The Death of Casagemas, completed shortly after the suicide of his friend, will be the last painting of the period produced in warm and luminous hues. Casagemas in His Coffin, painted at the end of the year, is considered the first work of the Blue Period. Picasso then fell into depression. He moved to Montmartre in 1900, alongside many compatriots, forming a “Spanish colony”, and lived in precarious conditions.
To this is added the uprooting from his native country: this situation inspired him with a lot of melancholy and nostalgia. The artist will then multiply the references to the great artists and the culture of his country.
In 1901, he met Doctor Louis Jullien, a specialist in venereal diseases, at the Saint-Lazare women’s prison hospital in Paris. The doctor grants Pablo Picasso the right to visit the prisoners in the context of his work; he thus begins a series of canvases with the prison world as a setting. Most of the works tend to sanctify the female figure, comparable to a Madonna or a Virgin and Child.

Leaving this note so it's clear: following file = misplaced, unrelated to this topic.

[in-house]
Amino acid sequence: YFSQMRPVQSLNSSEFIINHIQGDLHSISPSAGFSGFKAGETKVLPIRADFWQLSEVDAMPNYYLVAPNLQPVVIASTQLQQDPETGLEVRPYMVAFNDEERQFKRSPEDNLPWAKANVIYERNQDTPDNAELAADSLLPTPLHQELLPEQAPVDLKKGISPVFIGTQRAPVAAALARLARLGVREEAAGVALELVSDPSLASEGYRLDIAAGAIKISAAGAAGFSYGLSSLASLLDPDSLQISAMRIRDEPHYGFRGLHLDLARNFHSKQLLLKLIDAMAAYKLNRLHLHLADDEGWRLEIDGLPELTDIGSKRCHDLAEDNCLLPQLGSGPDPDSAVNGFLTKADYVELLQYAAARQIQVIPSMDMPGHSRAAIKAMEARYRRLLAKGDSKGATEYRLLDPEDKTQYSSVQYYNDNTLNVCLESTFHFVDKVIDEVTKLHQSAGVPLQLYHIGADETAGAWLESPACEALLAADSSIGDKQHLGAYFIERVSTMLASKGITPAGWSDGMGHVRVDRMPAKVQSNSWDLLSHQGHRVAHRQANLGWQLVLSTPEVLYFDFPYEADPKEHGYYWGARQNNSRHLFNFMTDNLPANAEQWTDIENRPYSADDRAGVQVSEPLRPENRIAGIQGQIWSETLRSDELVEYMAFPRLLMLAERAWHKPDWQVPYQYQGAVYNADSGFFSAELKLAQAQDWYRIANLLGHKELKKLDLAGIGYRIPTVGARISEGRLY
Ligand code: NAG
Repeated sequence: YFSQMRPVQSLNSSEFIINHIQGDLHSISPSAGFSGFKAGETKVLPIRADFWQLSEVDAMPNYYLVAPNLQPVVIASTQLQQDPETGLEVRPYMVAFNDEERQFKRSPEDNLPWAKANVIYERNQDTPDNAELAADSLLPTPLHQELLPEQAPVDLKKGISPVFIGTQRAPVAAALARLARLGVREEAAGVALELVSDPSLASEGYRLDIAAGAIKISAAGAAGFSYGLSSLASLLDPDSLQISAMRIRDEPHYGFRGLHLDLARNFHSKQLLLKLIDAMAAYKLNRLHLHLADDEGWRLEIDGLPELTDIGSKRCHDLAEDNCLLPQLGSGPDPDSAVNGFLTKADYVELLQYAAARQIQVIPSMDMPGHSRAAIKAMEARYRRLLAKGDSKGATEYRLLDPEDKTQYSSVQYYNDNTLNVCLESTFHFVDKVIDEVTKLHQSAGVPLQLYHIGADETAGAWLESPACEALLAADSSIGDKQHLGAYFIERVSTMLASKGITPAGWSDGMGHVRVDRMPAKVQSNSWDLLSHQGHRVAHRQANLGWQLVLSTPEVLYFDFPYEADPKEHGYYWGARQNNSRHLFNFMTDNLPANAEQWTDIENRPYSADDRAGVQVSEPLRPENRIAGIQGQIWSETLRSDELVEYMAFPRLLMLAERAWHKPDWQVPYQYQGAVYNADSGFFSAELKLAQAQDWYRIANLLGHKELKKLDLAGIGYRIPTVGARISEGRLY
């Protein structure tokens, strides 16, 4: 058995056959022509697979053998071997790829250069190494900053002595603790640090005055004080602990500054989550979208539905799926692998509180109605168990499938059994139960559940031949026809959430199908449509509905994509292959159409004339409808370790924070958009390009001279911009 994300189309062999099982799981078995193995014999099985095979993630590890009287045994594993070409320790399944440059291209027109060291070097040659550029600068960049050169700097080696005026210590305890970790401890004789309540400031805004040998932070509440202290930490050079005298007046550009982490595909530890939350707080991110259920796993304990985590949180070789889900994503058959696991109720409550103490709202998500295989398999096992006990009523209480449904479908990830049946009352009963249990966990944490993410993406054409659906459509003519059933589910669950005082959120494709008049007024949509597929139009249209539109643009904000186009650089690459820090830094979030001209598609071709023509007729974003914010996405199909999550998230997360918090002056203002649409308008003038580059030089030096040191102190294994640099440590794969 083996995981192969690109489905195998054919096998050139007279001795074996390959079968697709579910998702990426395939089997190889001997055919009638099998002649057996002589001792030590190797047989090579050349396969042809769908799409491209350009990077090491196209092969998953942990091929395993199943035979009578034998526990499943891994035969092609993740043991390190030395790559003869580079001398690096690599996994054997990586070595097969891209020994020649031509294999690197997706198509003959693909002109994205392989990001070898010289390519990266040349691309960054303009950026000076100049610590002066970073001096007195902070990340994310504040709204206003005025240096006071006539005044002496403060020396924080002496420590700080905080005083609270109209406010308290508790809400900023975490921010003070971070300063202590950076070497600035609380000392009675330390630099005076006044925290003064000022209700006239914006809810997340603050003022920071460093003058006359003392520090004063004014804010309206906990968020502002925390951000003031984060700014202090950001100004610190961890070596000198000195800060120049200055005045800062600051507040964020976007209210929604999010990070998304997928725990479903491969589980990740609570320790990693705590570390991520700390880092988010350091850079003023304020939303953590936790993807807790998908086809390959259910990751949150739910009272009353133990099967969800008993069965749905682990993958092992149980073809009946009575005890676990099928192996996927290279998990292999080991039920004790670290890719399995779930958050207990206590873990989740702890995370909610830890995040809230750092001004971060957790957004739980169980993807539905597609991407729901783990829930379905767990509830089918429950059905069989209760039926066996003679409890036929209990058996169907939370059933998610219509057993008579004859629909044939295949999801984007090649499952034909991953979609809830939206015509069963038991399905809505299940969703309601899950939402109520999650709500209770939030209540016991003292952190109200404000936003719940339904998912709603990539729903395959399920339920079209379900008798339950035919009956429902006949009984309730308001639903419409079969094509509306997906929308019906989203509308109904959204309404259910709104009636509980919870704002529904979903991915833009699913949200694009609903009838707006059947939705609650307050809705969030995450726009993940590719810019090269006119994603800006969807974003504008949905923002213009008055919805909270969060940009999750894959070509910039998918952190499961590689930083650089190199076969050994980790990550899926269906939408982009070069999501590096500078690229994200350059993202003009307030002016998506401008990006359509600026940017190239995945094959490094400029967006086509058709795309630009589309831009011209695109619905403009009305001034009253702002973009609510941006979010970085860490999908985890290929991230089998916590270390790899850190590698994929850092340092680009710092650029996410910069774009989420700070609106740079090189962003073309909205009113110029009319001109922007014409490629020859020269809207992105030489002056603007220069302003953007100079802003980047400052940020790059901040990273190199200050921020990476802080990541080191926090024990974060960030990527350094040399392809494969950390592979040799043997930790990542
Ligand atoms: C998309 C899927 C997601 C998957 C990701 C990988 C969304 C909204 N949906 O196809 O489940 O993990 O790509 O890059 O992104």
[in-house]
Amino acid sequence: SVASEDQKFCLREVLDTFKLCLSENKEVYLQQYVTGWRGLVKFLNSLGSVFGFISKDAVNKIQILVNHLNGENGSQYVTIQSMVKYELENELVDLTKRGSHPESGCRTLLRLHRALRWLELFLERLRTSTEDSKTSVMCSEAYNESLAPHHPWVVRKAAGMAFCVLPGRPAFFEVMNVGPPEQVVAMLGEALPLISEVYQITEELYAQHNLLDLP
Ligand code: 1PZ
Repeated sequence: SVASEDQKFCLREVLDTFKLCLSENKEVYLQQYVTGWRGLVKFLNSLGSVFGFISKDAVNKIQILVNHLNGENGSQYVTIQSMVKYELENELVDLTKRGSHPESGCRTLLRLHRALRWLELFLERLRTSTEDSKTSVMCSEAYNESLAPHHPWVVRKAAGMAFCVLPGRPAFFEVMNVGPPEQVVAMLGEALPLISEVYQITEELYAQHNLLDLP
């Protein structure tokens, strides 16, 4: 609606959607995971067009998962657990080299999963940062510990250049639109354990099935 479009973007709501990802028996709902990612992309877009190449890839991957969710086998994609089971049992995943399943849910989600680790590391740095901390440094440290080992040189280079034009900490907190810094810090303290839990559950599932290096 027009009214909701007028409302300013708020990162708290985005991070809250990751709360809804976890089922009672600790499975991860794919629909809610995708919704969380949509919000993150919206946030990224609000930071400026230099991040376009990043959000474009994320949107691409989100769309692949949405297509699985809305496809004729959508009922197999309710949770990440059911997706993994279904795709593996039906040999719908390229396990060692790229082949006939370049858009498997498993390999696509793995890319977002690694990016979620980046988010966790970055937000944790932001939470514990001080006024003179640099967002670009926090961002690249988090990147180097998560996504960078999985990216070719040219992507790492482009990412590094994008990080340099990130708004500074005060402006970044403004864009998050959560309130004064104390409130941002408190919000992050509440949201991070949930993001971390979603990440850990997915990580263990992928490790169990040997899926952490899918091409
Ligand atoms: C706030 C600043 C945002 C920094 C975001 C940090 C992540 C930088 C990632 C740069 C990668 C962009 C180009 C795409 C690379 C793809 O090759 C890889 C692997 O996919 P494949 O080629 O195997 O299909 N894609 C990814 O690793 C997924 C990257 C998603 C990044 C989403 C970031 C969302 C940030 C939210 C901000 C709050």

Indeed, female prisoners, most of whom were prostitutes, were allowed to live with their children in the prison. At the same time, Picasso also moved towards new subjects, such as the poor or the socially excluded, always accentuated by blue and dark hues. The critics and the public, who had nevertheless welcomed him on his arrival in Paris, turned away from his works.